A new Federal Motor Carrier Safety Administration data drill-down report showed that the number of trucks involved in fatal crashes increased in 2016 by 3% from 2015, but said the “critical pre-crash event” for 73% of large trucks in fatal crashes was another vehicle, person, animal or object in the truck’s lane or encroaching into it.
FMCSA’s 2016 Large Truck and Bus Crash Facts, released this month, is the agency’s most recent and detailed crash analysis. To ensure greater accuracy, the agency waited a year to fashion the report after the annual preliminary numbers were first made public.
The number of large trucks involved in fatal crashes increased from 4,074 in 2015 to 4,213 in 2016. However, the large-truck involvement rate — large trucks involved in fatal crashes per 100 million miles traveled by large trucks — remained constant at 1.46, according to the report.
The number of fatalities caused by large-truck accidents in 2016 totaled 4,317, compared with 4,094 the prior year. Of that number, there were 722 large-truck occupant fatalities in 2016, up from 665 in 2015.
In a statement, American Trucking Associations said the long-term trend over the past two decades is “positive and due in no small part to the efforts of the American trucking industry.”
“We’re working to fully understand how the Department of Transportation is now calculating various safety metrics, particularly as they relate to vehicle miles traveled,” the statement said. “The changes they have made to how these figures are tabulated make it very difficult to make year-over-year comparisons.”
The FMCSA report said that fatal crashes involving large trucks tended to occur in rural areas and on interstate highways. “Approximately 61% of all fatal crashes involving large trucks occurred in rural areas, 27% occurred on interstate highways, and 15% fell into both categories by occurring on rural interstate highways,” the report said.
The federal agency categorizes large trucks as those with a gross vehicle weight rating of greater than 10,000 pounds. The number of large trucks registered rose from 11.2 million in 2015 to 11.5 million in 2016.
In addition, there were 104,000 crashes involving large trucks that resulted in 145,000 injuries in 2016, a significant increase over 2015. In 2015, there were 83,000 injury crashes involving trucks, resulting in 116,000 injuries.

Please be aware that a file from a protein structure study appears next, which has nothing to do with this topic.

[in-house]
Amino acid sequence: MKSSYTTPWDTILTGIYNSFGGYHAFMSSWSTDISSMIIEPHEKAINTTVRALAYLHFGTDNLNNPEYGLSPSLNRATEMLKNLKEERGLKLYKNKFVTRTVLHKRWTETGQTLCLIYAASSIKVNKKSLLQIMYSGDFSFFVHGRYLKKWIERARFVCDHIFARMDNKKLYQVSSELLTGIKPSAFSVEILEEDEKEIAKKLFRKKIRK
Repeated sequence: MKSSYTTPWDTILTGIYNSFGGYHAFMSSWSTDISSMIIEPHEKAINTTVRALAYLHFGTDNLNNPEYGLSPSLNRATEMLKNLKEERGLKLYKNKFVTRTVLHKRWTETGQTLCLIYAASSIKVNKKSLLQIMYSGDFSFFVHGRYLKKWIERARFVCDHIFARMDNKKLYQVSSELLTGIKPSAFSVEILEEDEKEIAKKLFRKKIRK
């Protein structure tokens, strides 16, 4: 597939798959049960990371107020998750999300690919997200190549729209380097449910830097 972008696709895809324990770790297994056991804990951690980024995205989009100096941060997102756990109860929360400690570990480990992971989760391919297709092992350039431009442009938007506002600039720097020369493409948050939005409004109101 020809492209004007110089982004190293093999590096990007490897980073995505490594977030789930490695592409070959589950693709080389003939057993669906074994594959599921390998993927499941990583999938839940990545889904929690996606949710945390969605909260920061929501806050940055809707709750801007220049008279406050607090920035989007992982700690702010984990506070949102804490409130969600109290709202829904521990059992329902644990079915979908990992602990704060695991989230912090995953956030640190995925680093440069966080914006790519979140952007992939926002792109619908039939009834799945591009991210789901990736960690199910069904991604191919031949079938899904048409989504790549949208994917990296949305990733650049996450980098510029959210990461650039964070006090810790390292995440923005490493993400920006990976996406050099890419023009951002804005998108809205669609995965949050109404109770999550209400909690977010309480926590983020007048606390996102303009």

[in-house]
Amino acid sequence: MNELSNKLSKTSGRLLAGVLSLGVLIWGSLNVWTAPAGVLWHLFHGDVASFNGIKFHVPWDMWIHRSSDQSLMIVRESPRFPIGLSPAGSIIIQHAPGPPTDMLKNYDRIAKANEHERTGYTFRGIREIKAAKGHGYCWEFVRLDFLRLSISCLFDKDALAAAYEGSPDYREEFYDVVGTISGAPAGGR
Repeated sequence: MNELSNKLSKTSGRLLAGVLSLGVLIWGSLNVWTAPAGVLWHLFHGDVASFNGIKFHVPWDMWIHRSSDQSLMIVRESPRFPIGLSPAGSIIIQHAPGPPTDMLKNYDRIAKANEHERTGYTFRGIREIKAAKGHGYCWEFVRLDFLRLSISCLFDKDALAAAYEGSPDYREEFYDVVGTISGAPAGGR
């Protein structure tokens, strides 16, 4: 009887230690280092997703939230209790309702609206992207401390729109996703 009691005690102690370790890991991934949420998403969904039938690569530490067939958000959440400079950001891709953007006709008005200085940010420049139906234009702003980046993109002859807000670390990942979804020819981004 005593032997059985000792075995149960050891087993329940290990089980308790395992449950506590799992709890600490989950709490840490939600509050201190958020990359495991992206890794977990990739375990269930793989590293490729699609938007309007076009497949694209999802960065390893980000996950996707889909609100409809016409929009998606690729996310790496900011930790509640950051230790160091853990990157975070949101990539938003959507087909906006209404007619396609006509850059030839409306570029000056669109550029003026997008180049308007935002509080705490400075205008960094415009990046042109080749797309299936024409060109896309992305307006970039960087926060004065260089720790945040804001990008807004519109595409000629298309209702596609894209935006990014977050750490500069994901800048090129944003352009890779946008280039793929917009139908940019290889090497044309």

The report showed that more than one of every three truck-involved crashes and nearly one of every four injury crashes occurred at night, between 6 p.m. and 6 a.m. The overwhelming majority of both fatal and nonfatal crashes occurred on weekdays, according to the report.
In sheer numbers, there were far more crashes — fatal and injury-related — in passenger vehicles than trucks.
There were 29,813 fatal crashes involving 40,908 passenger vehicles in 2016, resulting in 32,702 fatalities. Also, among passenger cars there were more than 2.1 million nonfatal crashes resulting in more than 3 million injuries.
Roughly 3% of the 4,152 truck drivers involved in fatal crashes had a blood alcohol content between 0.01% and 0.08%; 2% had a blood alcohol content of greater than 0.08%. By comparison, more than 20% of passenger car drivers involved in fatal crashes had a BAC greater than 0.08%.
The report offered much more statistical information, including:
• About 27% of work zone fatal crashes and 8% of 2016 work zone injury crashes involved at least one large truck.
• There was a 34% decrease in the number of fatal crashes involving large trucks or buses between 2005 and 2009, but an increase of 28% between 2009 and 2016. The number of fatal crashes involving large trucks or buses increased by 6% from 2015 to 2016.
• 4% of the large trucks involved in fatal crashes were hauling hazardous materials, while only 2% of trucks hauling hazmat were involved in nonfatal crashes.
• Truck tractors pulling a single semi-trailer accounted for 62% of the large trucks involved in fatal crashes in 2016. Tractors pulling doubles made up 3% of the large trucks involved in fatal crashes, while tractors pulling three trailers accounted for less than 0.1% of all large trucks involved in fatal crashes.
• In 2016, 13%, or 662, large-truck occupants in fatal crashes were not wearing a safety belt; a total of 285, or 43%, of those not wearing seat belts were killed in the crash.
• In 2016, “speeding of any kind” was the most frequent driver-related factor in fatal crashes for drivers of both large trucks and cars and “distraction/inattention” was the second most common for large-truck drivers.